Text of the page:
I think more of us aren’t surfing and swimming because of our insistence on straightening our hair. I place no judgment on that. I opted out of that drama—and that’s how I view the hair issue—when I was 23 and cut all of my hair off so I could learn to swim. I truly believe we are held back by our hair. I realized I could not enjoy life, especially being as athletic as I am, if my hair determined how I lived my life. I think you will see more black women surfing in subsequent generations. I’m already seeing photos of women in Jamaica, South Africa and Brazil surfing. We just need the Black women in America to recognize that natural hair enhances our beauty. Once they realize that, it’s on. You’ll see more sisters in the water.
What does it require, equipment wise?
You don’t need much to surf: a surfboard, a wetsuit, a leash and some surf wax. Once you’ve invested in a board and a wetsuit, you’re pretty much set. Depending on how much you surf, the board can last forever if you take care of it. The wetsuit, if you get a decent one, might last a year or two. I can’t fit the wetsuits you find in surf shops. Seriously, most women can’t. I guess they use runway models for the sizing or something. A lot of my friends can’t find suits that fit well either. I wear custom wetsuits. That’s why you’ll usually see the colors red, black and green on most of my suits. When I was growing up, those colors represented Black pride. So I usually have them in my suits. Most wetsuits are just plain black.
What does it require, physically? Balance? A strong core?
It requires a strong upper body and a strong core, yes. People always think surfing is all about standing up and riding the wave. You actually spend more of your time lying prone on the board and paddling. That’s why surfers have such well-developed shoulders and back muscles. Your upper body does the bulk of the work. It also requires that you learn what waves do. We don’t just randomly go to the beach and surf. We look at surf forecasts, determine the swell direction, decide which beach will have the best waves, etc. Then you need to know the tides for that beach. I can’t even tell you how much time I spend each day checking the forecast and the tides. I don’t have many apps on my phone. The majority of them are related to surfing.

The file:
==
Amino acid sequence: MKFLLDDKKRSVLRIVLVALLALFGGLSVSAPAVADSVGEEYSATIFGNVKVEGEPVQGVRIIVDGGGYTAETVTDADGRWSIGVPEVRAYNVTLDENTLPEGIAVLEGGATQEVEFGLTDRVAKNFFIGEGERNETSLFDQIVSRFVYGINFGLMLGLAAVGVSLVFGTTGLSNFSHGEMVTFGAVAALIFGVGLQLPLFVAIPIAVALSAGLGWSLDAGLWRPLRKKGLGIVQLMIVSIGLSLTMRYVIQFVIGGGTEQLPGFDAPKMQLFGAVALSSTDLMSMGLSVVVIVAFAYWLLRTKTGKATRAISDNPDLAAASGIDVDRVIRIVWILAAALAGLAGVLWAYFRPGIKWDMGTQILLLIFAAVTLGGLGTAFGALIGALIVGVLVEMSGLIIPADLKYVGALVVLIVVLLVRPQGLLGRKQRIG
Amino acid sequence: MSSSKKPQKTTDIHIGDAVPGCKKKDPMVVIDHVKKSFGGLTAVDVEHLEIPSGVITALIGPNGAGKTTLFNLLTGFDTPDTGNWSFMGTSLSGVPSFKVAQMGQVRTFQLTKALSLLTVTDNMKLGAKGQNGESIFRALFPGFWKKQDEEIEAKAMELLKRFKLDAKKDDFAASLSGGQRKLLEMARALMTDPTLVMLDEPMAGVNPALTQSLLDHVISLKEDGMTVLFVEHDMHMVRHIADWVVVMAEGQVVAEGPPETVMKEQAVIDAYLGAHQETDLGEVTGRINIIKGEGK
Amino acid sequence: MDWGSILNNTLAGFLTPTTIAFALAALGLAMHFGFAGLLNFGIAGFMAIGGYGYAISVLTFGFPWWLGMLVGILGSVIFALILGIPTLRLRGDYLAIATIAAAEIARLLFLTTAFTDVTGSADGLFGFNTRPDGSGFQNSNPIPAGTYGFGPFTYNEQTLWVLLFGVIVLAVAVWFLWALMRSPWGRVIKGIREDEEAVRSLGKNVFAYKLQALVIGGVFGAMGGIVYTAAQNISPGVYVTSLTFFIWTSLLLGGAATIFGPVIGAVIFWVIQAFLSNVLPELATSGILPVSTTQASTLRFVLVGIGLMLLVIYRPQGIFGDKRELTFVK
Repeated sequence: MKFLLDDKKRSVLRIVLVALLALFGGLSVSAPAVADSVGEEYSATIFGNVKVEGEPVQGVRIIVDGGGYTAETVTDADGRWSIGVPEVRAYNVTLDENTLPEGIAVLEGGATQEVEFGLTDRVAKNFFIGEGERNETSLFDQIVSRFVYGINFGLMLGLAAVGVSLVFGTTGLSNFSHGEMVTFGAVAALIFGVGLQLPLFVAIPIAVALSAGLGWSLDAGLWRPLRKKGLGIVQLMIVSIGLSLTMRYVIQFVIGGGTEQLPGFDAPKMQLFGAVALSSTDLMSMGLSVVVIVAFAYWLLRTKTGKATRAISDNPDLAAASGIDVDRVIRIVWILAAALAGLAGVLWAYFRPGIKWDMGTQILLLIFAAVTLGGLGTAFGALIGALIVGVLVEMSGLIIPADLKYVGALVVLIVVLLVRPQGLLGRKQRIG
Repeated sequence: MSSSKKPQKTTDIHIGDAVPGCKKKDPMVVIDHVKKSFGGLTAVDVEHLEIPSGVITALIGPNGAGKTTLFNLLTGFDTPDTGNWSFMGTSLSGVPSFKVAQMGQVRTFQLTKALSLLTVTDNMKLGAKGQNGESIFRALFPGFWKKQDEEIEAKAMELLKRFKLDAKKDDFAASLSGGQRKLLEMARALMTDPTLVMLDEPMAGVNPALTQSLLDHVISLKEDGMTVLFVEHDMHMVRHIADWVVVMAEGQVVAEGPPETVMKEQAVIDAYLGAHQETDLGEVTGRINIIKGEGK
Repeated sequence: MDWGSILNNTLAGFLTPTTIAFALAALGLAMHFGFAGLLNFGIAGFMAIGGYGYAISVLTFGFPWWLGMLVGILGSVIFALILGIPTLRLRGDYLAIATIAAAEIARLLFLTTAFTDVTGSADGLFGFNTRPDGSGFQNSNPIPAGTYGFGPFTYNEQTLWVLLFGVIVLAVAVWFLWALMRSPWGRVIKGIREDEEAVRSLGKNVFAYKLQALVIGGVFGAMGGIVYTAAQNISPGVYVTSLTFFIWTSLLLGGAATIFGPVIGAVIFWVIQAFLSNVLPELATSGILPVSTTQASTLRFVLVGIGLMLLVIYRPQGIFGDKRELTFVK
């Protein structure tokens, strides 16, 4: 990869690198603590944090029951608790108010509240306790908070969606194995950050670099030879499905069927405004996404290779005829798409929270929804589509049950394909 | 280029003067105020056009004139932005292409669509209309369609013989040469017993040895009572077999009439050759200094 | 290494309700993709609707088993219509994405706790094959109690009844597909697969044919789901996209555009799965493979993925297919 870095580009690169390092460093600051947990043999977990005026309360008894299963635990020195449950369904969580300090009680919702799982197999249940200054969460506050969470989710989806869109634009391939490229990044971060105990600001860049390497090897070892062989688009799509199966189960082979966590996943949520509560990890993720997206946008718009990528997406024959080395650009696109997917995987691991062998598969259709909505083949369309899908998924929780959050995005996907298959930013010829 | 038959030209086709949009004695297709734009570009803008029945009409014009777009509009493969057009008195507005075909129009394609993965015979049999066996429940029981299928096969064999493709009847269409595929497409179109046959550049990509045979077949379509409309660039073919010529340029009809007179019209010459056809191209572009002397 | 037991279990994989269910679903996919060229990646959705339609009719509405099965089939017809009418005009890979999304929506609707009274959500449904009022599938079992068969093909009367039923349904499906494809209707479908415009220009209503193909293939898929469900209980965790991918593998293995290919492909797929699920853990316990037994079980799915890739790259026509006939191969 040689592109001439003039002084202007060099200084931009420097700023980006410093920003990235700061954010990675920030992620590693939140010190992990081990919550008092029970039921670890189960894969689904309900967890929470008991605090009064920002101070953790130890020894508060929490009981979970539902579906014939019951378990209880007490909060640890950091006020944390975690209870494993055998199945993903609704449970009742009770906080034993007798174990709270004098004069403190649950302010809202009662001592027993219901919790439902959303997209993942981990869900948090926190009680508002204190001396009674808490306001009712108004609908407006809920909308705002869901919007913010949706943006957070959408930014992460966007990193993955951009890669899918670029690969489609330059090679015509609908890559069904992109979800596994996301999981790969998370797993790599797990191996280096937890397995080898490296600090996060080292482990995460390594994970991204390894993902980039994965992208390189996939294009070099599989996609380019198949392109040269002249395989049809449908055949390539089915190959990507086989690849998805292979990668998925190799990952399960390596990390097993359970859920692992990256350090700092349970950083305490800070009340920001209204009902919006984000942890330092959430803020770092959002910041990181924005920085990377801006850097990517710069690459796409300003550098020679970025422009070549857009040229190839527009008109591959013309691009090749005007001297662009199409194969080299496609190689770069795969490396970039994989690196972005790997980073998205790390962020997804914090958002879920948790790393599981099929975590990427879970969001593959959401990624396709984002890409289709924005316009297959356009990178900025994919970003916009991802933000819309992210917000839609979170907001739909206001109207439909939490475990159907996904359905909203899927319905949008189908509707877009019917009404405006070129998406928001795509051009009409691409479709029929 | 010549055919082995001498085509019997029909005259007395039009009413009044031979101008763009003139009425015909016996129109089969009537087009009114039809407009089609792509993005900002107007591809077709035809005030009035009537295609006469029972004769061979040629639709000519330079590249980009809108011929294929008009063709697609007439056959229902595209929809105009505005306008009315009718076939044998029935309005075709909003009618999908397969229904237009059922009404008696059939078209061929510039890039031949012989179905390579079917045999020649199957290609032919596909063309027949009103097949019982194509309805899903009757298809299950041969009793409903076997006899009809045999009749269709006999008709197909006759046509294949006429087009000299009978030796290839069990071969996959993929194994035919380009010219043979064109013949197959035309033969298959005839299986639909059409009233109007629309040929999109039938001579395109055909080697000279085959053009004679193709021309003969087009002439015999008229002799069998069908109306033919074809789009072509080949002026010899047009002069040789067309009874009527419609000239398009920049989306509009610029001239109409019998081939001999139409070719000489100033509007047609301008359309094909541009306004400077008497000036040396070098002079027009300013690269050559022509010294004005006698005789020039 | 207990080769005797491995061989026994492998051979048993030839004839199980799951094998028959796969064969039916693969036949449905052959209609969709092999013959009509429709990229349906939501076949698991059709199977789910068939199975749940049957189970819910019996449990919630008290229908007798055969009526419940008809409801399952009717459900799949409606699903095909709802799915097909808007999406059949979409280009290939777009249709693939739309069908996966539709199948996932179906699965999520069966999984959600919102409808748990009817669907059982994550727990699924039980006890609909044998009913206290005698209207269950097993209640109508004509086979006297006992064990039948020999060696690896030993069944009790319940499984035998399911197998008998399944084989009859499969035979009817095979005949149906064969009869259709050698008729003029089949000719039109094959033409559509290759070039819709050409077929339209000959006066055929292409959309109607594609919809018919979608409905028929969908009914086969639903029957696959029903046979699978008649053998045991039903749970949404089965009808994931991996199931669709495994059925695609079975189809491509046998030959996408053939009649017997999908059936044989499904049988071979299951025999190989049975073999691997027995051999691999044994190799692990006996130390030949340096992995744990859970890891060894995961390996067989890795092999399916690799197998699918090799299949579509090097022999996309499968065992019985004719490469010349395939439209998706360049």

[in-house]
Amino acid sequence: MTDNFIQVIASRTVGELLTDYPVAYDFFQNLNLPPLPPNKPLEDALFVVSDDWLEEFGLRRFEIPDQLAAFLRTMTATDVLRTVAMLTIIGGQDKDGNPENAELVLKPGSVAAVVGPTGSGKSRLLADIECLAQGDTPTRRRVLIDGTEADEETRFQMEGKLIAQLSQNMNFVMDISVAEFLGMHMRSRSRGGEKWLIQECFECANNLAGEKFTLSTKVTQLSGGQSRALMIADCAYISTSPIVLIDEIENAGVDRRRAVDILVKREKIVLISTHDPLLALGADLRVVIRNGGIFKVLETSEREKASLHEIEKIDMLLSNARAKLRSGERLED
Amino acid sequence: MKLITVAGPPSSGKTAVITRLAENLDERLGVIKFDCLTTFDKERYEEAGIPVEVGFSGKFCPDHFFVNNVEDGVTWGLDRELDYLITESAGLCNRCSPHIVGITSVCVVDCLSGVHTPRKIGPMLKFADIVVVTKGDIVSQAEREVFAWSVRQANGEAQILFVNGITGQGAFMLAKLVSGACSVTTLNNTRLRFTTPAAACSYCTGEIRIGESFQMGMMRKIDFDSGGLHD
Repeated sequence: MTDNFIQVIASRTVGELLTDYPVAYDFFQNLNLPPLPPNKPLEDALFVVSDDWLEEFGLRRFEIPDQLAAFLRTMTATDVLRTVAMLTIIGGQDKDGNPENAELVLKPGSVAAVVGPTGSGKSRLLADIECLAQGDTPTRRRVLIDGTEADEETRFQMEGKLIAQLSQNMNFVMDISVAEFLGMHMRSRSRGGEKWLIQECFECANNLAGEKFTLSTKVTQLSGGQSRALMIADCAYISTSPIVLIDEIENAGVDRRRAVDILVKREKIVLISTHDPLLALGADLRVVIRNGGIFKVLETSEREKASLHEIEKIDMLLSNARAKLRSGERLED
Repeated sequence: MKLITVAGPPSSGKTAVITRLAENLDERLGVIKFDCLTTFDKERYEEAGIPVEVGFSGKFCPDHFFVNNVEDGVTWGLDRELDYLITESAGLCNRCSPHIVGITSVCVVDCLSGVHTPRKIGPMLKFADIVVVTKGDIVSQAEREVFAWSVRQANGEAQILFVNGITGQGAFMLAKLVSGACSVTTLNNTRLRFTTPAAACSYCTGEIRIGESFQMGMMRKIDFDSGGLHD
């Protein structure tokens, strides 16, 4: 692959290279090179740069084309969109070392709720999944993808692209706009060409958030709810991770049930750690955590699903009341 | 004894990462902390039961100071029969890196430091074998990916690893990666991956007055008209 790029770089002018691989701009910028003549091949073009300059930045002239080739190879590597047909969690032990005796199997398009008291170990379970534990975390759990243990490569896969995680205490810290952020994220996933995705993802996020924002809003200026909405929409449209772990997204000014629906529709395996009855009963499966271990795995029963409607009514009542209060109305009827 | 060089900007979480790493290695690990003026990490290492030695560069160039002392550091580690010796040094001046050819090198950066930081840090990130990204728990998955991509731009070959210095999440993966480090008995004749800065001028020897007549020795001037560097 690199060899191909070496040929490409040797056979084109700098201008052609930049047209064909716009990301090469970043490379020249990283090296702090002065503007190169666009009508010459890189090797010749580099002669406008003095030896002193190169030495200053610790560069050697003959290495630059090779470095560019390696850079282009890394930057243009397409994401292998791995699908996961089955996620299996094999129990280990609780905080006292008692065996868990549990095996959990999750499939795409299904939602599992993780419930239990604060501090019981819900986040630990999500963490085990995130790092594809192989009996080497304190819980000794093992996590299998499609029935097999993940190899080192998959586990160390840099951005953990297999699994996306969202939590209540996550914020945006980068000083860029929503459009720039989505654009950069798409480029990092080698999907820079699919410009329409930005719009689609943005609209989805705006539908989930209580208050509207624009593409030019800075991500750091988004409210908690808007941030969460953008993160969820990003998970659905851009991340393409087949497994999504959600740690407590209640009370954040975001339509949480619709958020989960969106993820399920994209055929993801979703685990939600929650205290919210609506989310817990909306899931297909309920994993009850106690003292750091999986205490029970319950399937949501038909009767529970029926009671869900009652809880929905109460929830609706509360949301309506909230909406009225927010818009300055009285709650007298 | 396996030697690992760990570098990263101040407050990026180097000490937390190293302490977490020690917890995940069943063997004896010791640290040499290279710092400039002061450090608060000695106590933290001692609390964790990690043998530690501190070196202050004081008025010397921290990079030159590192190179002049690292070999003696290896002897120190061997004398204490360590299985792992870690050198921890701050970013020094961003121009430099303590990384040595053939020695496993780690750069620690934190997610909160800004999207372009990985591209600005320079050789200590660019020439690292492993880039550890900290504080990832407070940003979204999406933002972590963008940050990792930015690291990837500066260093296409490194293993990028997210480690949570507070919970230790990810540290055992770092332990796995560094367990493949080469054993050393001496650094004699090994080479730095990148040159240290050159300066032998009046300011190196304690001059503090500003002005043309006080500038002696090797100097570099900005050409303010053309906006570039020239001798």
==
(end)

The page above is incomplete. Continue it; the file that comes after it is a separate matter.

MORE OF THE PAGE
Does your surfboard have a pet name?
I have five boards. There’s one that I ride almost exclusively. It doesn’t have a name. It has a message though. On my 52nd birthday, I painted a message to myself and the world on the bottom of my board. The message says, “I regret nothing.”
Do you have a goal maneuver?
I can’t do anything athletic without having a goal. That’s just the way I’m hard-wired. My goal is to comfortably hang ten. And I don’t seem to be close to reaching that goal at all! (Hanging ten is when the surfer positions the surfboard in such a way that the back of it is covered by the wave and the wave rider is free to walk to the front of the board and hang all ten toes over the nose of the board.)
Highest wave you’ve ridden?
I’m not really sure. I’m going to guess that the biggest wave I’ve ridden was about eight feet high. I remember going to a popular break a little further south and paddling out on a big day. I wasn’t as good then as I am now. I was really scared even though the waves were mellow — and big. I seem to recall someone paddling up to me and telling me to just take one and not be afraid. So I took a wave. There were two of us on the wave. I was at the bottom of it. He was at the top of it. His board was level with my head. And we were both on the wave! He got off the wave, telling me to go ahead and take it.
What do you want sisters to know about what you do?
I live my life out loud. It’s the only way to live your life, I think. If there’s something you want to do or try, make it happen. Don’t let your gender or your race hold you back. Don’t let your stereotypes about yourself hold you back. If you spend all of your time in your comfort zone, or in a comfort zone someone else has imposed on you, you’re not living. You’re simply existing. Black girl magic is a powerful thing. You have it. I have it. Put it to use. Go do your thing!
Stacy Julien is editor in-chief of CRUSH Magazine, and can barely swim let alone surf. But she has no qualms with getting her hair wet. Find her on Instagram at @StacyJ_Crushfitness or email her at firstname.lastname@example.org.